More new Australians hailing from Asia than Europe
AUSTRALIA is becoming more Asian than European, with Census 2016 data revealing little more than half of its residents - 50.7 per cent - have two Australian-born parents.
This is down from 54 per cent in the 2011 census and means second-generation Aussies will soon be a minority.
More than a quarter of our residents (26.3 per cent) are now born overseas, and for the first time in our history, the majority of people born abroad are from Asia, not Europe.
Just over 6,150,000 people were born overseas in census 2016, compared to 5,280,802 in 2011.
he 2016 Census shows that two thirds (67%) of the Australian population were born in Australia. Of the 6,163,667 overseas-born persons, nearly one in five (18 per cent) had arrived since the start of 2012.
While England and New Zealand were still the next most common countries of birth after Australia, the proportion of those born overseas who were born in China and India has increased since 2011 (from 6 per cent to 8.3 per cent and 5.6 per vent to 7.4 per cent respectively).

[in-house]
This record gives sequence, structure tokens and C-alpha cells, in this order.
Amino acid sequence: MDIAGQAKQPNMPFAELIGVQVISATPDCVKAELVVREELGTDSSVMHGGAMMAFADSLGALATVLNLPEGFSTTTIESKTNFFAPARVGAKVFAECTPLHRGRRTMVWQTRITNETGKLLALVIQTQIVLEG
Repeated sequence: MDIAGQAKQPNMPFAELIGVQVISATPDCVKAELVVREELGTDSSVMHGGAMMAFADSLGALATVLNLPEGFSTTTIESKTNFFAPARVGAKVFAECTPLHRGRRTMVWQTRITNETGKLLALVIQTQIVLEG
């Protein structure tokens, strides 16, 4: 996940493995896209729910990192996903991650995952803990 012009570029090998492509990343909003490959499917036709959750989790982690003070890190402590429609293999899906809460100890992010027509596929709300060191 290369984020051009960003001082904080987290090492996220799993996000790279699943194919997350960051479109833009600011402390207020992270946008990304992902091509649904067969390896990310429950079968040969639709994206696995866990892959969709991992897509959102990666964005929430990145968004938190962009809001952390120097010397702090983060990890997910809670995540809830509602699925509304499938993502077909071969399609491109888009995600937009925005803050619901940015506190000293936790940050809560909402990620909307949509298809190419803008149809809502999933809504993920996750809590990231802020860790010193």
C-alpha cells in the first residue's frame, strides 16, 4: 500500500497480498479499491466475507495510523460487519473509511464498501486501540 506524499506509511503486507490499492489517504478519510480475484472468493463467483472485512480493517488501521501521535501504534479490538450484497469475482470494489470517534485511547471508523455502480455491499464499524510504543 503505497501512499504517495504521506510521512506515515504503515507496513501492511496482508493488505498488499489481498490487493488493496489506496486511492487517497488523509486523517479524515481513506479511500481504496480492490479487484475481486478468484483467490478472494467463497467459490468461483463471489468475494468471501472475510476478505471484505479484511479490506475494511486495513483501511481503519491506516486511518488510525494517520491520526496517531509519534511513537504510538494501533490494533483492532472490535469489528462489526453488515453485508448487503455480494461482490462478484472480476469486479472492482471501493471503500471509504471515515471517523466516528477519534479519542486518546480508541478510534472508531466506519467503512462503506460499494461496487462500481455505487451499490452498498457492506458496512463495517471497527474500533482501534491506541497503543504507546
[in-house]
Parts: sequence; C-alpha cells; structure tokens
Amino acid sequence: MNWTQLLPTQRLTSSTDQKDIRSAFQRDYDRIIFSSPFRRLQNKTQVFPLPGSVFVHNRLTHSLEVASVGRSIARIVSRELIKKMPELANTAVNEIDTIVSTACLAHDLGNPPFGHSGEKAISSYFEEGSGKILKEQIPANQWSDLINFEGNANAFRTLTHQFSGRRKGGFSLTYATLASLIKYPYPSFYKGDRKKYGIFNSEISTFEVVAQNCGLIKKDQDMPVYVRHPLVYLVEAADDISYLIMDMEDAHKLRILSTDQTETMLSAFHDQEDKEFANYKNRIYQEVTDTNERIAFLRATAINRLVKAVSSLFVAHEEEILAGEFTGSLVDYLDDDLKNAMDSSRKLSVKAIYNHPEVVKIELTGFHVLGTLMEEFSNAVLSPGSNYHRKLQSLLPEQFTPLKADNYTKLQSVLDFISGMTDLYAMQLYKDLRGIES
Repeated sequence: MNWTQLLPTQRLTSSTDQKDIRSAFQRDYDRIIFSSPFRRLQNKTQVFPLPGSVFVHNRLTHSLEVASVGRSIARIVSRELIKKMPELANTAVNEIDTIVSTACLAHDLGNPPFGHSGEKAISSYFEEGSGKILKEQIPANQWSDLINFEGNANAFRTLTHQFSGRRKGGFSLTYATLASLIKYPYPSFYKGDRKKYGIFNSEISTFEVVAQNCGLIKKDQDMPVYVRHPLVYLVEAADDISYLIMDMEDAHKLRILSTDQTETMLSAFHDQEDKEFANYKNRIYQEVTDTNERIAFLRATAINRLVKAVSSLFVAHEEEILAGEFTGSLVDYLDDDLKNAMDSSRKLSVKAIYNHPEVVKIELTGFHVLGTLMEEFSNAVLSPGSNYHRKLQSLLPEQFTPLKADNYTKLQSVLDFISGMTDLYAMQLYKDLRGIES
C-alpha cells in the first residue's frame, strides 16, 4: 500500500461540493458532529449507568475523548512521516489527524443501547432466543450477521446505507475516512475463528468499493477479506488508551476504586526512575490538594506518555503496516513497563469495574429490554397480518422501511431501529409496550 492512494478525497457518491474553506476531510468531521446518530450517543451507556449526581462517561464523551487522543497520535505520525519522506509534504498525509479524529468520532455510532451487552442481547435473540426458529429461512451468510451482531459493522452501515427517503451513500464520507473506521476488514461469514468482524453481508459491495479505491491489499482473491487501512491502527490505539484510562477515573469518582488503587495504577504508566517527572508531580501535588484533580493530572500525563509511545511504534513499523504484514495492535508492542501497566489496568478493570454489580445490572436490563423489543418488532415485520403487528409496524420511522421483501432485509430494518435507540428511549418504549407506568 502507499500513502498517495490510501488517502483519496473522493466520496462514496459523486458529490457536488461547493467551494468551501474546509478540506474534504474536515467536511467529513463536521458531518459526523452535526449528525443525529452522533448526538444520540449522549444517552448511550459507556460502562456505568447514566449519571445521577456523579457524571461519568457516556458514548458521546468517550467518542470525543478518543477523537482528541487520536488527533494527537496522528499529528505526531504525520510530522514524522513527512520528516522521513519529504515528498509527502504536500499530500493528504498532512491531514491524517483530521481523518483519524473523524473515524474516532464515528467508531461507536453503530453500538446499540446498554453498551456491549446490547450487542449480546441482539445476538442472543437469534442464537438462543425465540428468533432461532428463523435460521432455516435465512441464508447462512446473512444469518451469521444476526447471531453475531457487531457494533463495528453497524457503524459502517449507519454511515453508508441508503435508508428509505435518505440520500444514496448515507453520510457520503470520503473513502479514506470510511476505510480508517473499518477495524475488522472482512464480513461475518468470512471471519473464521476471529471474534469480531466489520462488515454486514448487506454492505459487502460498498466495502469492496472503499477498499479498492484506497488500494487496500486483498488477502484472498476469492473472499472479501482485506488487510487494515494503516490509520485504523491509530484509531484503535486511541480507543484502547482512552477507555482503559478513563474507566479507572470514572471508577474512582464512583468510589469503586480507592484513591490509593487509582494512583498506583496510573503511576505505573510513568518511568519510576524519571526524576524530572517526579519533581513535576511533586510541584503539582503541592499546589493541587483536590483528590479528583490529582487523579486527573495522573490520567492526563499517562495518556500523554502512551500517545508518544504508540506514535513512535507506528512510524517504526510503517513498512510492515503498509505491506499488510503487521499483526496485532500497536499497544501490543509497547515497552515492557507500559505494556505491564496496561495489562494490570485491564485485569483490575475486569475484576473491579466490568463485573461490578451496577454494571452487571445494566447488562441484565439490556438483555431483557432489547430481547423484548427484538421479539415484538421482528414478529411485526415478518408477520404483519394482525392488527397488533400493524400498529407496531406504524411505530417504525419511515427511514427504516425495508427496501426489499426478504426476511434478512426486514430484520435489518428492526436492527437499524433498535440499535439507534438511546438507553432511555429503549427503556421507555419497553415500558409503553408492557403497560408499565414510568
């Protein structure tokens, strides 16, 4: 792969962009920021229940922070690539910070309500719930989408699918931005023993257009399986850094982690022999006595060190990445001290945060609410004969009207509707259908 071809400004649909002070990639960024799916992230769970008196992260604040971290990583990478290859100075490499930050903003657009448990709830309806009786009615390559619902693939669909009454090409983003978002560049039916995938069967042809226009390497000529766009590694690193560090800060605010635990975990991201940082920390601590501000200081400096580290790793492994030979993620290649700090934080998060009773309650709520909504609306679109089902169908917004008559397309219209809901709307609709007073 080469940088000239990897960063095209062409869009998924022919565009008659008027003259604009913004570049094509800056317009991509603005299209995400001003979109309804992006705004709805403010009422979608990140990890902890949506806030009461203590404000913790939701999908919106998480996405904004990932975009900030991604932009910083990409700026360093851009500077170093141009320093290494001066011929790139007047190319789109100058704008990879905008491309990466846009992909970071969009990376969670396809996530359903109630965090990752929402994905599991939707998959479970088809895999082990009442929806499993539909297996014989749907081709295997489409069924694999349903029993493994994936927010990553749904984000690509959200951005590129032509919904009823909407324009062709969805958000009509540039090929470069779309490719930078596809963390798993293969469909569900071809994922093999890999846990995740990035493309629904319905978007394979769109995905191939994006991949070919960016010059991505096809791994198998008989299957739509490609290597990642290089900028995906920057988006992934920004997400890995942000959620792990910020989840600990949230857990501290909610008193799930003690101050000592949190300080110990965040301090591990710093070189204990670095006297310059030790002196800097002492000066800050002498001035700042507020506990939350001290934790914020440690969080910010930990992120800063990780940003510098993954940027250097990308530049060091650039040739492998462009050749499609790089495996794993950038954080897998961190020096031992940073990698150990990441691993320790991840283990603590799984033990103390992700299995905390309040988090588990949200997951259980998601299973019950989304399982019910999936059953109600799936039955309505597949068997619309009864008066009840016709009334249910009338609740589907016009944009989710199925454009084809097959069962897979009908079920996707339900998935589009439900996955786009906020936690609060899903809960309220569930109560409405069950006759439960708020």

The Philippines has swapped places with Italy in the top 10 "country of birth" list, moving from number eight to number six.
Malaysia now appears in the top 10 countries of birth (replacing Scotland) and represents 0.6 per cent of the Australian population.
A breakdown of the country of birth includes 907,570 people from England, 518,466 from New Zealand 509,555 from China, 455,389 from India, and 232,386 from the Philippines.
More than one million new migrants have come to Australia since 2011, with China (191,000) and India (163,000) the most common countries of birth for new arrivals.
This is followed by migrants from the UK (8.3 per cent growth), New Zealand (7.4 per cent growth) and the Philippines (4.9 per cent growth). Cities have absorbed the bulk of the migrants, with most settling in Sydney and Melbourne.
Australia remains predominantly an English speaking country, with 72.7 per cent of people reporting they speak only English at home. But that is down from 76.8 per cent in 2011.
After English, the most common languages are Mandarin, Arabic, Cantonese and Vietnamese of the 300 languages being spoken in Australian homes.
Mandarin is spoken by 2.2 per cent of Australians, up from 1.6 per cent, and Arabic by 1.4 per, up from 1.3 per cent. Vietnamese and Cantonese are each spoken by another 1.2 per cent.
The 2016 census data reveals Australia's population has doubled in the past 50 years, soaring by two million since 2011.
Australia's estimated population at December 31 was 24.4 million.